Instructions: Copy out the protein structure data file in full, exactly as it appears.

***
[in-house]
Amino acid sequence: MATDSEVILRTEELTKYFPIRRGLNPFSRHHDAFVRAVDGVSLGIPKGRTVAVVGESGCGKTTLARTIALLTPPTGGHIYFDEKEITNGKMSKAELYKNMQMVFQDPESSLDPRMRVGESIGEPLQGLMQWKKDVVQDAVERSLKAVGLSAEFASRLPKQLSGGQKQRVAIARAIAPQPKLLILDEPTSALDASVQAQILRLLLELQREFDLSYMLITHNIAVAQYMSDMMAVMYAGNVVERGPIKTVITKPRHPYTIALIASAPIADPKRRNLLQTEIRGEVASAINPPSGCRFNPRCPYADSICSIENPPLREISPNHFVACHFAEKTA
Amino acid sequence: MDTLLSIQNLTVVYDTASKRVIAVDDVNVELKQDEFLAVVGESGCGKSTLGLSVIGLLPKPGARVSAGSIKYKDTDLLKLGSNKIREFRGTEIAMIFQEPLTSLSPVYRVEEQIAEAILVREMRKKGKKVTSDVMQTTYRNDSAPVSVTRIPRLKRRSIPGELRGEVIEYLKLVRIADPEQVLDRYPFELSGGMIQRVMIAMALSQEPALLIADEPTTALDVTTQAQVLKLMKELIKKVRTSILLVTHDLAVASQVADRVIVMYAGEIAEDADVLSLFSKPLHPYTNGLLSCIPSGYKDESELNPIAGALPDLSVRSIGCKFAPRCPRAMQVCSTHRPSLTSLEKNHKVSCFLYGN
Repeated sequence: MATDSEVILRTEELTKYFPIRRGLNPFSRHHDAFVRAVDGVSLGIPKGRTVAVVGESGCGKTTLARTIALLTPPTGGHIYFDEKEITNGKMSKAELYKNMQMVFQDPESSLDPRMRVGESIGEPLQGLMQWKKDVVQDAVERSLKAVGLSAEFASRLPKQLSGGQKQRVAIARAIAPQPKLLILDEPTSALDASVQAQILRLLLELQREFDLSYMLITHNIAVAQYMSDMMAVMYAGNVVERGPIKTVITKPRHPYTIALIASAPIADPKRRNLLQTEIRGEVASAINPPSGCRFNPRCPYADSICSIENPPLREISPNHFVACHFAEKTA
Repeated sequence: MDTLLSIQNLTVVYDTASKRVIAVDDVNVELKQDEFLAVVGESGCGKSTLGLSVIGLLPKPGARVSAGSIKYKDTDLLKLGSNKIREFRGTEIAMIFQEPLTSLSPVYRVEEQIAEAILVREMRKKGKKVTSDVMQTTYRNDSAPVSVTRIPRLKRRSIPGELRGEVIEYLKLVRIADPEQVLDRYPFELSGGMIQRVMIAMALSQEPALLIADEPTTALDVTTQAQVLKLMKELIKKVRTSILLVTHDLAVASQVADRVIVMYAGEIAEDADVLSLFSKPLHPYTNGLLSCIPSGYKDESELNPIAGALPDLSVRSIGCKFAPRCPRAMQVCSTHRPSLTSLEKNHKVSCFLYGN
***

[in-house]
Amino acid sequence: MATDSEVILRTEELTKYFPIRRGLNPFSRHHDAFVRAVDGVSLGIPKGRTVAVVGESGCGKTTLARTIALLTPPTGGHIYFDEKEITNGKMSKAELYKNMQMVFQDPESSLDPRMRVGESIGEPLQGLMQWKKDVVQDAVERSLKAVGLSAEFASRLPKQLSGGQKQRVAIARAIAPQPKLLILDEPTSALDASVQAQILRLLLELQREFDLSYMLITHNIAVAQYMSDMMAVMYAGNVVERGPIKTVITKPRHPYTIALIASAPIADPKRRNLLQTEIRGEVASAINPPSGCRFNPRCPYADSICSIENPPLREISPNHFVACHFAEKTA
Amino acid sequence: MDTLLSIQNLTVVYDTASKRVIAVDDVNVELKQDEFLAVVGESGCGKSTLGLSVIGLLPKPGARVSAGSIKYKDTDLLKLGSNKIREFRGTEIAMIFQEPLTSLSPVYRVEEQIAEAILVREMRKKGKKVTSDVMQTTYRNDSAPVSVTRIPRLKRRSIPGELRGEVIEYLKLVRIADPEQVLDRYPFELSGGMIQRVMIAMALSQEPALLIADEPTTALDVTTQAQVLKLMKELIKKVRTSILLVTHDLAVASQVADRVIVMYAGEIAEDADVLSLFSKPLHPYTNGLLSCIPSGYKDESELNPIAGALPDLSVRSIGCKFAPRCPRAMQVCSTHRPSLTSLEKNHKVSCFLYGN
Repeated sequence: MATDSEVILRTEELTKYFPIRRGLNPFSRHHDAFVRAVDGVSLGIPKGRTVAVVGESGCGKTTLARTIALLTPPTGGHIYFDEKEITNGKMSKAELYKNMQMVFQDPESSLDPRMRVGESIGEPLQGLMQWKKDVVQDAVERSLKAVGLSAEFASRLPKQLSGGQKQRVAIARAIAPQPKLLILDEPTSALDASVQAQILRLLLELQREFDLSYMLITHNIAVAQYMSDMMAVMYAGNVVERGPIKTVITKPRHPYTIALIASAPIADPKRRNLLQTEIRGEVASAINPPSGCRFNPRCPYADSICSIENPPLREISPNHFVACHFAEKTA
Repeated sequence: MDTLLSIQNLTVVYDTASKRVIAVDDVNVELKQDEFLAVVGESGCGKSTLGLSVIGLLPKPGARVSAGSIKYKDTDLLKLGSNKIREFRGTEIAMIFQEPLTSLSPVYRVEEQIAEAILVREMRKKGKKVTSDVMQTTYRNDSAPVSVTRIPRLKRRSIPGELRGEVIEYLKLVRIADPEQVLDRYPFELSGGMIQRVMIAMALSQEPALLIADEPTTALDVTTQAQVLKLMKELIKKVRTSILLVTHDLAVASQVADRVIVMYAGEIAEDADVLSLFSKPLHPYTNGLLSCIPSGYKDESELNPIAGALPDLSVRSIGCKFAPRCPRAMQVCSTHRPSLTSLEKNHKVSCFLYGN